Earlier in the year, I paid my dues in the learning department when I put together the first ePub. After my experience working with a professional formatter, I quickly realized what not to do. One big thing I learned was not to get too heavy with the images because the first generations of Kindles have only b&w displays. I also learned not to create intricate designs in Pages because later I had to undo all the work I had done for a PDF version of the printed book.
I am amazed at how much I have written over the last few years. It was interesting to look back through some of my blog entries, and see how I was “processing things” at the time I was writing those posts. I’ve never really kept a journal before, accept for a one year period in my life, between the ages of 19 and 20, when I was making my first journey around the world.
I’m really happy that I have archived these stories and records of my life, but that’s not what motivated me to first start writing. I used to wake up super early in the morning – my mind spinning with ideas and random thoughts, not allowing me to get back to sleep. So, I would get up and I started writing down my random thoughts and I found it therapeutic. It was like having a conversation with someone and sorting things out.
There are chunks of time in my life that I simply don’t feel like writing or that I have nothing to really say. My mind seems to go into a dormant phase where I convalesce with other distractions – usually mindless ones. But then there are days when I just have the need to get my thoughts down on paper. I’m grateful for those days – on days like this when I take the time to look back from where I’ve been.
It’s a humid, Saturday morning in the dog days of summer. There’s a dozen things I should be doing – paying the bills, doing the laundry, filling out film festival submissions and catching up on the endless little details that have consumed me with my film.
And yet, I write. I started writing about 7 years ago when I would wake up super early in the morning with my mind spinning with ideas and not allowing me to turn over and go back to sleep. So, I ‘d get out of bed and write about whatever was running through my mind at the time and I would put those thoughts out there in my blog. Colleen Wainwright is running a whole series of interviews with writers on her blog as part of a fund raiser and I was honored to be included.
In the beginning, I got a lot of encouragement from a friend who gave me the confidence to write more and I did. Some days the words would just pour out of me and many times, I’d see them quoted later in other people’s blogs and I couldn’t believe that I had written them – almost like an out of body experience. Now, writing has become a habit and a way for me to organize my thoughts and turn chaos into order and thus my dreams into realities.
Many people tell me that I’m incredibly open and honest. I’ve always found that interesting – the fact that was something to comment on – but at the same time feeling very flattered. If someone tells me that I’m the “real deal”, that’s about as high of a compliment that one can give me.
If “authenticity” comes across in my writing or in the visuals that I create, then I think that I’m must be doing something right, because I use my words and my images to connect with people and that really only happens when I’m being true to myself. I think people can sense that – it’s not something you can fake. You’re either genuine – or you’re not.
To be honest, because I am “genuine” and tend to “tell it like it is” – it has been a blessing and a curse – but I can’t seem to help myself. I’m a sucker for a good cause and I’m one to always strive for consensus as opposed to “getting my way” or motivated by a personal agenda. When, I’m on purpose and not driven by ego – good things happen – and like-minded people are “attracted” to me like little magnets in the universe.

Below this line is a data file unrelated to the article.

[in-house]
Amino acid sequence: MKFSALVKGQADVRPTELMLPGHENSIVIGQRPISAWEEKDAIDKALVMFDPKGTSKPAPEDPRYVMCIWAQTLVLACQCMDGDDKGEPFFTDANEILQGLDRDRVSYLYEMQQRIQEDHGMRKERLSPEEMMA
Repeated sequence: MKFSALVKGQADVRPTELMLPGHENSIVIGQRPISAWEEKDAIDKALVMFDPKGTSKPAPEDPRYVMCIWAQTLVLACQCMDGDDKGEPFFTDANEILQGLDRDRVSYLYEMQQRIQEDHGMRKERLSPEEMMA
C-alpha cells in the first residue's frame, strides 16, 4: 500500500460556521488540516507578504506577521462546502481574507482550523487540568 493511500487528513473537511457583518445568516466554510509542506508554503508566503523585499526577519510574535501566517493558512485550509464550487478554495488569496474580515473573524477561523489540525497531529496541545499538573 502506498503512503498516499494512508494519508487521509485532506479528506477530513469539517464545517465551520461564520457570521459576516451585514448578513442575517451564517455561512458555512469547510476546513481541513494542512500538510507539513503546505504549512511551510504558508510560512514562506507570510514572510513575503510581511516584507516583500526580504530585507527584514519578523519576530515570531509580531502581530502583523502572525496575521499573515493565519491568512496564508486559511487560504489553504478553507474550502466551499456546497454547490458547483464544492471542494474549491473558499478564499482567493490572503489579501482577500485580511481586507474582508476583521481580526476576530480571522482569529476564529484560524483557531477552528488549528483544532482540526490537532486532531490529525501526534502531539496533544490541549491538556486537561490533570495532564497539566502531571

Now, I’ll go do the laundry.
Recently I came across a blog article entitled “Writing Tips from Kurt Vonnegut” which was posted on Melody Godfred’s blog “Write in Color”. It was short and sweet and to the point, listing 8 great tips. Two of those tips really resonated with me because at the time I read them, I was entrenched in editing my documentary and I was struggling with a couple of story issues.
- Write to please just one person. If you open a window and make love to the world, so to speak, your story will get pneumonia.
- Start as close to the end as possible.
For the most part when I write I’m usually writing with someone in mind. But I realized when I was editing the 11 stories of this documentary, I was getting caught up in trying to tell too many stories for too many people with their needs in mind. And in the process, I wasn’t getting anywhere in telling the central story of the film. After reading these words of wisdom from Vonnegut, the master of storytelling, I stepped back and envisioned myself with a friend, telling the story of my film and it became clear what I needed to do.
One thing I’ve always done when editing video is to create the beginning and the end first and then fill in the middle. So when I read the tip about starting as close to the end as possible, it reinforced the idea that I needed to have a very clear idea on how I was going to end this film. I had already decided that I wanted to contrast the beginning and the ending visuals so I applied this thinking to the story itself.
I get a lot of questions from people about the mechanics of editing video – like how to do certain things in Final Cut Pro or Adobe Premiere – and I answer the best I can. But I also point out that it’s easy to get caught up in what the software can do and forget about the story that you’re trying to tell. My advice is to read as much as you can about the craft of storytelling. I learned a lot about story structure from Blake Snyder’s book Save the Cat. I learned that every good story has a few key ingredients – irony, conflict, resolution, a hero, change – all basic universal themes. Tutorials on Final Cut aren’t going to help your storytelling skills and without a good story – you might just have some “eye candy” to music.
There is just one more tip from Vonnegut that I’ll leave you with – make sure you check out the other 5 tips.
- Use the time of a total stranger in such a way that he or she will not feel the time was wasted.